In addition to creating page routes, which means pages are served to the browser as Web pages, Next.js can create API routes.

This is a very interesting feature because it means that Next.js can be used to create a frontend for data that is stored and retrieved by Next.js itself, transferring JSON via fetch requests.

API routes live under the /pages/api/ folder and are mapped to the /api endpoint.

This feature is very useful when creating applications.

In those routes, we write Node.js code (rather than React code). It’s a paradigm shift, you move from the frontend to the backend, but very seamlessly.

Say you have a /pages/api/comments.js file, whose goal is to return the comments of a blog post as JSON.

Say you have a list of comments stored in a comments.json file:

[
  {
    "comment": "First"
  },
  {
    "comment": "Nice post"
  }
]

Here’s a sample code, which returns to the client the list of comments:

import comments from './comments.json'

export default (req, res) => {
  res.status(200).json(feeds)
}

It will listen on the /api/commments URL for GET requests, and you can try calling it using your browser:

API routes can also use dynamic routing like pages, use the [] syntax to create a dynamic API route, like /pages/api/comments/[id].js which will retrieve the comments specific to a post id.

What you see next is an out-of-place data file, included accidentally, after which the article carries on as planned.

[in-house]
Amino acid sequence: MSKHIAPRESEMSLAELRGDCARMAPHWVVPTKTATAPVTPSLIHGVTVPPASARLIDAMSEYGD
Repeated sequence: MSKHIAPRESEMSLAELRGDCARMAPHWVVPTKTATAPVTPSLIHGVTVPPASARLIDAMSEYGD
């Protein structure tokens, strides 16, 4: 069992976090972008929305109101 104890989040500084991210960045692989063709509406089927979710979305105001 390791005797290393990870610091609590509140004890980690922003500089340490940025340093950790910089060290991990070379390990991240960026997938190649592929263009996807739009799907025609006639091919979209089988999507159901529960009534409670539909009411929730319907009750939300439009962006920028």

Inside the [id].js you can retrieve the id value by looking it up inside the req.query object:

import comments from '../comments.json'

export default (req, res) => {
  res.status(200).json({ post: req.query.id, comments })
}

Heres you can see the above code in action:

In dynamic pages, you’d need to import useRouter from next/router, then get the router object using const router = useRouter(), and then we’d be able to get the id value using router.query.id.

In the server-side it’s all easier, as the query is attached to the request object.

If you do a POST request, all works in the same way - it all goes through that default export.

To separate POST from GET and other HTTP methods (PUT, DELETE), lookup the req.method value:

export default (req, res) => {
  switch (req.method) {
    case 'GET':
      //...
      break
    case 'POST':
      //...
      break
    default:
      res.status(405).end() //Method Not Allowed
      break
  }
}

In addition to req.query and req.method we already saw, we have access to cookies by referencing req.cookies, the request body in req.body.

Under the hoods, this is all powered by Micro, a library that powers asynchronous HTTP microservices, made by the same team that built Next.js.

You can make use of any Micro middleware in our API routes to add more functionality.


Download my free Next.js book!

But.. wait! Don't stop here.

I created a premium training program that will transform you, quickly, into an excellent Next.js developer. Practical lessons to learn the 80% of Next.js that you need, in 20% of the time!

⬇️ ⬇️ ⬇️

Sign up to the Next.js Course now!

⬆️ ⬆️ ⬆️